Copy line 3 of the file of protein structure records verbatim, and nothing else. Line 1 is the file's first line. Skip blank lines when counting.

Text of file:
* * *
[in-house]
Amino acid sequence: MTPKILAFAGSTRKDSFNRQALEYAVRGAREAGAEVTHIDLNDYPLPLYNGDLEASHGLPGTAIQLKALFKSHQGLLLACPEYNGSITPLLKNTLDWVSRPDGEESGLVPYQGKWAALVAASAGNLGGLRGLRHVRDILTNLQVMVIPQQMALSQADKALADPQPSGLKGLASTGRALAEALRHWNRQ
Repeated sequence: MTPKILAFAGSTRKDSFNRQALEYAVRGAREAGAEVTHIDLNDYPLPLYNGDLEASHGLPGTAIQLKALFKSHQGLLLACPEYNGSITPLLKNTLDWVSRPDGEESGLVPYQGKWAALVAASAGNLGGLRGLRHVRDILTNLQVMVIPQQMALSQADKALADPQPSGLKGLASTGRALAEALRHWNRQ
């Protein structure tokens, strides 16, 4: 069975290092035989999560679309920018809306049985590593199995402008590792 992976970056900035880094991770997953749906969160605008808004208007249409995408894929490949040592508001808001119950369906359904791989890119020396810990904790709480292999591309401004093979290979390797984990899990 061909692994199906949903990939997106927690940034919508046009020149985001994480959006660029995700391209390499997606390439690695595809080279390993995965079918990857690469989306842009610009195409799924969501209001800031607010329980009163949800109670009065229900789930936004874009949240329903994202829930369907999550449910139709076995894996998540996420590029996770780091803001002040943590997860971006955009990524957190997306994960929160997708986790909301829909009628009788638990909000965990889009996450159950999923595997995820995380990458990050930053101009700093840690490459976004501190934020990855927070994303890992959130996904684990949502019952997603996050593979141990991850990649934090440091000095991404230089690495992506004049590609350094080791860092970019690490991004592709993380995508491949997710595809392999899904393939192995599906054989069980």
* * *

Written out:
Repeated sequence: MTPKILAFAGSTRKDSFNRQALEYAVRGAREAGAEVTHIDLNDYPLPLYNGDLEASHGLPGTAIQLKALFKSHQGLLLACPEYNGSITPLLKNTLDWVSRPDGEESGLVPYQGKWAALVAASAGNLGGLRGLRHVRDILTNLQVMVIPQQMALSQADKALADPQPSGLKGLASTGRALAEALRHWNRQ